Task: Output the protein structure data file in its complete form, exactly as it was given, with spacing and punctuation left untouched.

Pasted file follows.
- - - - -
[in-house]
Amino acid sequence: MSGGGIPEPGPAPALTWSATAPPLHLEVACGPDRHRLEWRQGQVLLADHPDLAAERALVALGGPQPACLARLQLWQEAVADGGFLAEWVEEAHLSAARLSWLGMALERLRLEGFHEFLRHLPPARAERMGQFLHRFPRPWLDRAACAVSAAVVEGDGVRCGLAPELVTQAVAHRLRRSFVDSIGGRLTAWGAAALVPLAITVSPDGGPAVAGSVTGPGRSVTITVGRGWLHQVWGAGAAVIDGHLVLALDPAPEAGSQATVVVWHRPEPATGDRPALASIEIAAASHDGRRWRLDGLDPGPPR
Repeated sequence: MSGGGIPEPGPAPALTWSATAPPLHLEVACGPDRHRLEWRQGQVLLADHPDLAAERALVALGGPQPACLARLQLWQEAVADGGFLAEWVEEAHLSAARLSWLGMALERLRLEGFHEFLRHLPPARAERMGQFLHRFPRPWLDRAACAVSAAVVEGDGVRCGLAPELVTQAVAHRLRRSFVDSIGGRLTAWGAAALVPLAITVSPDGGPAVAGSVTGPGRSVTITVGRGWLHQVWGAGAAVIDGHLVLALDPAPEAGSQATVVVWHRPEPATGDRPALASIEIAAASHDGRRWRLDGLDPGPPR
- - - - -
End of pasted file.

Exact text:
[in-house]
Amino acid sequence: MSGGGIPEPGPAPALTWSATAPPLHLEVACGPDRHRLEWRQGQVLLADHPDLAAERALVALGGPQPACLARLQLWQEAVADGGFLAEWVEEAHLSAARLSWLGMALERLRLEGFHEFLRHLPPARAERMGQFLHRFPRPWLDRAACAVSAAVVEGDGVRCGLAPELVTQAVAHRLRRSFVDSIGGRLTAWGAAALVPLAITVSPDGGPAVAGSVTGPGRSVTITVGRGWLHQVWGAGAAVIDGHLVLALDPAPEAGSQATVVVWHRPEPATGDRPALASIEIAAASHDGRRWRLDGLDPGPPR
Repeated sequence: MSGGGIPEPGPAPALTWSATAPPLHLEVACGPDRHRLEWRQGQVLLADHPDLAAERALVALGGPQPACLARLQLWQEAVADGGFLAEWVEEAHLSAARLSWLGMALERLRLEGFHEFLRHLPPARAERMGQFLHRFPRPWLDRAACAVSAAVVEGDGVRCGLAPELVTQAVAHRLRRSFVDSIGGRLTAWGAAALVPLAITVSPDGGPAVAGSVTGPGRSVTITVGRGWLHQVWGAGAAVIDGHLVLALDPAPEAGSQATVVVWHRPEPATGDRPALASIEIAAASHDGRRWRLDGLDPGPPR